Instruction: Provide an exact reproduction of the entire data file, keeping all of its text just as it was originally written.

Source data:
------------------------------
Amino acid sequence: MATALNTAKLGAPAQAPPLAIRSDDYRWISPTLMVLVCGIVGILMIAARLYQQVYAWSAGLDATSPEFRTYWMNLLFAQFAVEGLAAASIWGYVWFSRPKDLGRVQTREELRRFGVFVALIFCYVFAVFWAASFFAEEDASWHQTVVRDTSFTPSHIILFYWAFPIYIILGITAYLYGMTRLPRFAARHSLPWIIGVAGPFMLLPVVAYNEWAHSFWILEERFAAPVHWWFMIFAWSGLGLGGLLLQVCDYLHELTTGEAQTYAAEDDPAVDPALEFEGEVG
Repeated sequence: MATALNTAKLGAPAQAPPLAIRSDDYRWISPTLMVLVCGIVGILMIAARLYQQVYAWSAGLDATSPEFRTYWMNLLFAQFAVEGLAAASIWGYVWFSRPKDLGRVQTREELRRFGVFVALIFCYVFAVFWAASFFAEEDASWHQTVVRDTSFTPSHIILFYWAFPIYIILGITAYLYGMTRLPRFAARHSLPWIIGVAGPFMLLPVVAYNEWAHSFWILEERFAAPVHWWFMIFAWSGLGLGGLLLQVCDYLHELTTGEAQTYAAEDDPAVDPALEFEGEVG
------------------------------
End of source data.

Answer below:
Amino acid sequence: MATALNTAKLGAPAQAPPLAIRSDDYRWISPTLMVLVCGIVGILMIAARLYQQVYAWSAGLDATSPEFRTYWMNLLFAQFAVEGLAAASIWGYVWFSRPKDLGRVQTREELRRFGVFVALIFCYVFAVFWAASFFAEEDASWHQTVVRDTSFTPSHIILFYWAFPIYIILGITAYLYGMTRLPRFAARHSLPWIIGVAGPFMLLPVVAYNEWAHSFWILEERFAAPVHWWFMIFAWSGLGLGGLLLQVCDYLHELTTGEAQTYAAEDDPAVDPALEFEGEVG
Repeated sequence: MATALNTAKLGAPAQAPPLAIRSDDYRWISPTLMVLVCGIVGILMIAARLYQQVYAWSAGLDATSPEFRTYWMNLLFAQFAVEGLAAASIWGYVWFSRPKDLGRVQTREELRRFGVFVALIFCYVFAVFWAASFFAEEDASWHQTVVRDTSFTPSHIILFYWAFPIYIILGITAYLYGMTRLPRFAARHSLPWIIGVAGPFMLLPVVAYNEWAHSFWILEERFAAPVHWWFMIFAWSGLGLGGLLLQVCDYLHELTTGEAQTYAAEDDPAVDPALEFEGEVG